As my seniors were finishing up the first draft of their UC personal insight responses, I was trying to figure out the next steps. Did they need more time to write? Should we really spend more time in class working on the drafts? Writing assignments always include the obligatory "revise and edit" directions, but I wondered if students really knew what goes into the processes. I struggle to teach writing almost every day. In my discussions with fellow colleagues and with pre-service teachers, the resounding opinion is that writing instruction is severely lacking. My instructional coach and I constantly refer to Kelly Gallagher's work, but I still struggle to find quality resources for writing in the Social Science. Another topic for another time.
As my students were finishing up the first draft of their personal statements, I planned a lesson focusing on the skill of revision. I know that most students submit their first draft and now thanks to the information available in Google, that is obvious. Revision history doesn't always show the effort we'd like. In order to help students see the practice of revision, I chose three specific areas:
The Power of Google Docs
After I reviewed each skill with some examples and a video, students opened their response in Google Drive and highlighted parts of their text that needed to be revised. At the end of the lesson students had read their response three times. Each revision skill was highlighted in a different color to make the process more visual. This was also how I could assess whether or not they addressed the three skills. I use Doctopus to share Google Docs with students, which gives me easy access to view and comment on student work.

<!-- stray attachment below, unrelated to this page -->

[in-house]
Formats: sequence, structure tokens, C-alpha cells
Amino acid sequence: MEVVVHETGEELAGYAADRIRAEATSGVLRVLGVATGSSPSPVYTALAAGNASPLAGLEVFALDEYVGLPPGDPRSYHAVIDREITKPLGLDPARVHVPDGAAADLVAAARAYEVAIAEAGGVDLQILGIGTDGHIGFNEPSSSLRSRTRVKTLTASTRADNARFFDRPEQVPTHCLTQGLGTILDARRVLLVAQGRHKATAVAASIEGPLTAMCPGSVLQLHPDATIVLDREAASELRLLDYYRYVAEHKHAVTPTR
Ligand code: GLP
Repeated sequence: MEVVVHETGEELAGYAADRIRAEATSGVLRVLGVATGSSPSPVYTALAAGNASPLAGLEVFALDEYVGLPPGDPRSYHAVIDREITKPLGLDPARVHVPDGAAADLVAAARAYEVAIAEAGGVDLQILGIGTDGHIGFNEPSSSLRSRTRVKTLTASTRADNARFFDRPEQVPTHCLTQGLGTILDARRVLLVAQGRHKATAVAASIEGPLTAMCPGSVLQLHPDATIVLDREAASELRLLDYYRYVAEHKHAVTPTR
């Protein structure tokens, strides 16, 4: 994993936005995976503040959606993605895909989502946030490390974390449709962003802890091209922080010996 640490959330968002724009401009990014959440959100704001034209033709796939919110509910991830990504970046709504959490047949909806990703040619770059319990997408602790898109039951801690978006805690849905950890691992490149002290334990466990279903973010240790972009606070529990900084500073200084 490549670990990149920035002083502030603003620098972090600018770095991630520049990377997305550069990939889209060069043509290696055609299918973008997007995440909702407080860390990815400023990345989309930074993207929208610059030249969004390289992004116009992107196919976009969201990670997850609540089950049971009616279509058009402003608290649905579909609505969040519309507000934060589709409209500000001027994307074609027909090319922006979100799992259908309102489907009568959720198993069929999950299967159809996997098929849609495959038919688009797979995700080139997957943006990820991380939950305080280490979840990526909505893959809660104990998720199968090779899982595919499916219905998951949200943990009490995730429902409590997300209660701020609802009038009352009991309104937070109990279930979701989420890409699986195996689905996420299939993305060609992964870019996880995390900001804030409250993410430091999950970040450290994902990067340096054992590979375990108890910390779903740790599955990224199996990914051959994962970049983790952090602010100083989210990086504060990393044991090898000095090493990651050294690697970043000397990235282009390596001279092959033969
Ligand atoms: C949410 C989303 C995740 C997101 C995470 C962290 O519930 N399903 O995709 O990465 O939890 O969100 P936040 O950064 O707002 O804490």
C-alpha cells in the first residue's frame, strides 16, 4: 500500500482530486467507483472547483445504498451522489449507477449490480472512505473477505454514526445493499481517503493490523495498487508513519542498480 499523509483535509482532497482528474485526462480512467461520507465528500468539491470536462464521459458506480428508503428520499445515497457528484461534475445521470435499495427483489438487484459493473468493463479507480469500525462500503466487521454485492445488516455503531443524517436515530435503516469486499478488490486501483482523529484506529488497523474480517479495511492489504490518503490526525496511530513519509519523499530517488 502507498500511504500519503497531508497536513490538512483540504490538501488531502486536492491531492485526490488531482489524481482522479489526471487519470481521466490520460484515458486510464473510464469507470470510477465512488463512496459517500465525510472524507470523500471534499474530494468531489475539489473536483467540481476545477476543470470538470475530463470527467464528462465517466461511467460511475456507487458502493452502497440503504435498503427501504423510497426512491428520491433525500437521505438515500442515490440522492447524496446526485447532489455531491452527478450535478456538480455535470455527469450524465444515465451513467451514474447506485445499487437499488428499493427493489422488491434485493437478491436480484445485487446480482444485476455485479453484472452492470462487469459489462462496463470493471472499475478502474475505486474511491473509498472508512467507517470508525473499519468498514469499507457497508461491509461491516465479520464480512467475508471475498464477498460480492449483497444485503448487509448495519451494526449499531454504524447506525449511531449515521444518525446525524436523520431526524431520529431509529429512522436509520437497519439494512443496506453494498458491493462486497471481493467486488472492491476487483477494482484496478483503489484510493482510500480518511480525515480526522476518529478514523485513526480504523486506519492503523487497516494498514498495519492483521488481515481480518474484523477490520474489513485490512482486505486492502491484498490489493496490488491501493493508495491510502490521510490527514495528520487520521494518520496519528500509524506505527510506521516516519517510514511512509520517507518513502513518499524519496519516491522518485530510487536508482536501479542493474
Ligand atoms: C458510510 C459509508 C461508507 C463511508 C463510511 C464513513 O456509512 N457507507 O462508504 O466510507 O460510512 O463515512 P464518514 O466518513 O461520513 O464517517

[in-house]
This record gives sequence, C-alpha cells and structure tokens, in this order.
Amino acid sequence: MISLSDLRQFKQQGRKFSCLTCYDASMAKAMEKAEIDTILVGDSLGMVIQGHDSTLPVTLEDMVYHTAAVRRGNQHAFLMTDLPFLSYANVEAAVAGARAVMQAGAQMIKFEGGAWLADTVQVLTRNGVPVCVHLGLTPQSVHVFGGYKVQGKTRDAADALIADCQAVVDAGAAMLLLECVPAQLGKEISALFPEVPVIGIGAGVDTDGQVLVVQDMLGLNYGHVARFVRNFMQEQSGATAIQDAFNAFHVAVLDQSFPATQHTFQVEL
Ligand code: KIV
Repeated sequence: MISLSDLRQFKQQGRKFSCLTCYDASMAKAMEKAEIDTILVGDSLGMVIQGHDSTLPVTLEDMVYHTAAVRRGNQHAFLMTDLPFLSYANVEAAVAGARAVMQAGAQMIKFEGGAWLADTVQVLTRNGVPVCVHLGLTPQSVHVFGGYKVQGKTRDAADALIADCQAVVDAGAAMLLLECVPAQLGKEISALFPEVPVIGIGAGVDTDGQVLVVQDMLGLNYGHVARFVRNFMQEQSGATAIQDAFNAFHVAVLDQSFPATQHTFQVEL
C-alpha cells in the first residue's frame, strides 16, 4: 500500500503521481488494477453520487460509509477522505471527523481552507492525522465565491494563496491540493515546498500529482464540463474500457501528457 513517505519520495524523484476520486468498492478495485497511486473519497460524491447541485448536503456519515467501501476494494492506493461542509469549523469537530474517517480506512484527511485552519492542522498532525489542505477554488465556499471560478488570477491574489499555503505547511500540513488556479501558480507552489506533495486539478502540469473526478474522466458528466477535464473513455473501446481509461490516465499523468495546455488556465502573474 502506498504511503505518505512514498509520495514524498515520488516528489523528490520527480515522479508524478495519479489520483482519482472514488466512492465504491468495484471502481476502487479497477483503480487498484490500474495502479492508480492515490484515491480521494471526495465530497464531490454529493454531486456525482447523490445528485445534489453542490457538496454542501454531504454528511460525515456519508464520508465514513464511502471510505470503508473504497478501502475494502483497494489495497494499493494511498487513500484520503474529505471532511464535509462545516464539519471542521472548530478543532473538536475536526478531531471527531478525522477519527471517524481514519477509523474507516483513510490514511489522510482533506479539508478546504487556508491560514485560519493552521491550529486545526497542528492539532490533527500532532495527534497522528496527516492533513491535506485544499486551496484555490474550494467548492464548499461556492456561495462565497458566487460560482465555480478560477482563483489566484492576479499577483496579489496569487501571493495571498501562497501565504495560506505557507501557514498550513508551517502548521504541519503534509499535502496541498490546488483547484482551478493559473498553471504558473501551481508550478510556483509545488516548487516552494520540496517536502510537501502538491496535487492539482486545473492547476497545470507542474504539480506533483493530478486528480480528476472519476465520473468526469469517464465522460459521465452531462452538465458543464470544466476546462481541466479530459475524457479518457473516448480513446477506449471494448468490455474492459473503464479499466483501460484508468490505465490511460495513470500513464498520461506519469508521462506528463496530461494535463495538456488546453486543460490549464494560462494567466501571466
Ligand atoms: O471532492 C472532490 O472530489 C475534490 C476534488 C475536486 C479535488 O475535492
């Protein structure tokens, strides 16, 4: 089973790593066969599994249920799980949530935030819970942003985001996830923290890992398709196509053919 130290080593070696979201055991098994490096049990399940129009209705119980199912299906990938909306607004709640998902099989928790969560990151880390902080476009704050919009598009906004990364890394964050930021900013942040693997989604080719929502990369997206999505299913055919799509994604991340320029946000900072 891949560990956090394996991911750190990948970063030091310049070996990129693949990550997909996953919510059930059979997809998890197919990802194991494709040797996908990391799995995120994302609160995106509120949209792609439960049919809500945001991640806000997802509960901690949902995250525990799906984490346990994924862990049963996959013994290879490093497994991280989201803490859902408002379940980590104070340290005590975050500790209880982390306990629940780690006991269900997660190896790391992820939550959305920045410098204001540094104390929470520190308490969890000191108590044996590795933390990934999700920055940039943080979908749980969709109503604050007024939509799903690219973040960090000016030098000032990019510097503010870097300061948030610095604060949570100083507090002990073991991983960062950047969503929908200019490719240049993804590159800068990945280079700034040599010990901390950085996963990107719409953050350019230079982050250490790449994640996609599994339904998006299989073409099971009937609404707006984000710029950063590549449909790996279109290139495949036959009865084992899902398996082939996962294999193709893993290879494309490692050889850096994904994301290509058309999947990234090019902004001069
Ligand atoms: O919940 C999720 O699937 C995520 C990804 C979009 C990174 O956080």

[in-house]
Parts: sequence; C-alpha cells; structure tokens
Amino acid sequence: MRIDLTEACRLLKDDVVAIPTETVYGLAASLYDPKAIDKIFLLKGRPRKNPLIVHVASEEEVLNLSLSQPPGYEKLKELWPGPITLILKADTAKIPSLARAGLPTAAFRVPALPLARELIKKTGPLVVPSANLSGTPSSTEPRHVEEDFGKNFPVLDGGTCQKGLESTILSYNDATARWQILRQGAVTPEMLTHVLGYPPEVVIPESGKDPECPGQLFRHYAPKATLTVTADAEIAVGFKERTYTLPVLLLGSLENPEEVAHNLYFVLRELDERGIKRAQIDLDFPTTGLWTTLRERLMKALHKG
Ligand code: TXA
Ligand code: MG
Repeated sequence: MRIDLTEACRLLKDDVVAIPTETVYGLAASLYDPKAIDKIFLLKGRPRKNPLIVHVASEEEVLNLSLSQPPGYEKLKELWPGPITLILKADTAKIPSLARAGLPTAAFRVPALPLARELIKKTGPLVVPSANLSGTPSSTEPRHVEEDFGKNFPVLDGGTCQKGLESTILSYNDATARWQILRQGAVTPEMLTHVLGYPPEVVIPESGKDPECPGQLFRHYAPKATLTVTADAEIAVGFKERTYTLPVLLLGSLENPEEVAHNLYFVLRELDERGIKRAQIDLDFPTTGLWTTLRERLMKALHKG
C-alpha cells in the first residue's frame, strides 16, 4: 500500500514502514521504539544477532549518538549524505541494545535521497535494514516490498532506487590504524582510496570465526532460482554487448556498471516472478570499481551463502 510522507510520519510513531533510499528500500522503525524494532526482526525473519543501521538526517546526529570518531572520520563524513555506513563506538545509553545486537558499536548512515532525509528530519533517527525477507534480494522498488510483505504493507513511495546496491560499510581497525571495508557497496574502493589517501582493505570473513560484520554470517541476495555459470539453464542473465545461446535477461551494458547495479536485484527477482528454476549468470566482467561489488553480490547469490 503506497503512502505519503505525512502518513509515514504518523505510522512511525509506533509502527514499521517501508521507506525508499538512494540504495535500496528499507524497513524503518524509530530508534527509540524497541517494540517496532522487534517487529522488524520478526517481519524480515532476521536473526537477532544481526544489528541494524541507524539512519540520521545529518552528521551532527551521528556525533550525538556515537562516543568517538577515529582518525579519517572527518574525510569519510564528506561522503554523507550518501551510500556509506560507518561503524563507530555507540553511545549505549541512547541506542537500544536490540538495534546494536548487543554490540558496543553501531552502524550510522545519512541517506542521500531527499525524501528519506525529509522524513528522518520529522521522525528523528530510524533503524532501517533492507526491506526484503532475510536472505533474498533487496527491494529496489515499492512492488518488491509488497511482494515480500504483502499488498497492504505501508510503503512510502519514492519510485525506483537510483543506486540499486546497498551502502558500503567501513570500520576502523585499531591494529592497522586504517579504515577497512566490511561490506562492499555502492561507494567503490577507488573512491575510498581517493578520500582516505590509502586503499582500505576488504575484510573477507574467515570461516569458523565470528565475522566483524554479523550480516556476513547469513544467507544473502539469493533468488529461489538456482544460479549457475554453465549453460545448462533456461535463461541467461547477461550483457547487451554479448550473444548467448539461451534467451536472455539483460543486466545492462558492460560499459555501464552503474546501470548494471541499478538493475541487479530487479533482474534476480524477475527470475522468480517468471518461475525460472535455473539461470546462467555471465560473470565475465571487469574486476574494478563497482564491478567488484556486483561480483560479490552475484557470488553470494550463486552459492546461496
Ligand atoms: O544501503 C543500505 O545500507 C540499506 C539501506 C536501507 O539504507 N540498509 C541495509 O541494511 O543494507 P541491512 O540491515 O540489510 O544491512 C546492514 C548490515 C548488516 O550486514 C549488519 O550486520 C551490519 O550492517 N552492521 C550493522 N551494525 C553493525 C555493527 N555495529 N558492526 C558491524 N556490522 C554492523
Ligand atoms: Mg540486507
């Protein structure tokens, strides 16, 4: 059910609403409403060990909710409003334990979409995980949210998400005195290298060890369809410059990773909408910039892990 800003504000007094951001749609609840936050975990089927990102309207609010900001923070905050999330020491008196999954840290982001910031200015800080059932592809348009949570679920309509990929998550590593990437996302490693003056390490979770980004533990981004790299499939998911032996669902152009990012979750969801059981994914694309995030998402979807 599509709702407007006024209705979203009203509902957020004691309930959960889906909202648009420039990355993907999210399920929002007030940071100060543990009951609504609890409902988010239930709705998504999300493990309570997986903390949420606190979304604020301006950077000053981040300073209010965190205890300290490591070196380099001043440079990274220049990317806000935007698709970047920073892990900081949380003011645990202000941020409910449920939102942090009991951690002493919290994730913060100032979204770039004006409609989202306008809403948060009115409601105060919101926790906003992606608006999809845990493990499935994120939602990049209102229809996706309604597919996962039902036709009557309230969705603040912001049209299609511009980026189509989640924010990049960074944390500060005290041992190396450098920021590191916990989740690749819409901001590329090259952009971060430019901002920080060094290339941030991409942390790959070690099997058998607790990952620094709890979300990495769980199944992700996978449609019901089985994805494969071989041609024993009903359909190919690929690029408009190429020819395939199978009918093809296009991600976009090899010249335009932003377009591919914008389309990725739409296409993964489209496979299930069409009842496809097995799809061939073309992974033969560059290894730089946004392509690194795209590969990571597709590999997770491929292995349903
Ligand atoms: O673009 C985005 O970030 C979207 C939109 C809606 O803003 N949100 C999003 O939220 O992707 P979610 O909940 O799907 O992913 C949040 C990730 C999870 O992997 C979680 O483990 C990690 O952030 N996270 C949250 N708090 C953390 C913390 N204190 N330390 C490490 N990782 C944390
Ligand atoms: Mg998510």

In order to revise their essays, students used "Suggesting" mode on Google Docs. I often use this mode when I am helping a student with a writing task, but it ended up being a great learning tool to show students what revision looks like. I asked students to have their revisions done by a certain date so that I could go and check their progress. After getting some feedback from me, students were able to accept all of their suggestions and see a revised response.
Another important skill that students need when revising is to verbalize their response. I often tell students to read their writing aloud because they will hear some of the simple mistakes that can be heard. Nor surprisingly, this recommendation is often ignored. With the power of Flipgrid, I can now encourage students to record their responses to practice oral literacy and to hear their revisions. Students started recording and stumbled because of sentence construction. Now, students had interacted with their text for a fourth time. Watching the videos also allowed me to see the emotions connected to the personal insight question. For their own privacy, student videos were not shared with the class. We have used group feedback tools in Flipgrid for other assignments, but in this case they desired a "for the teachers eyes only" agreement.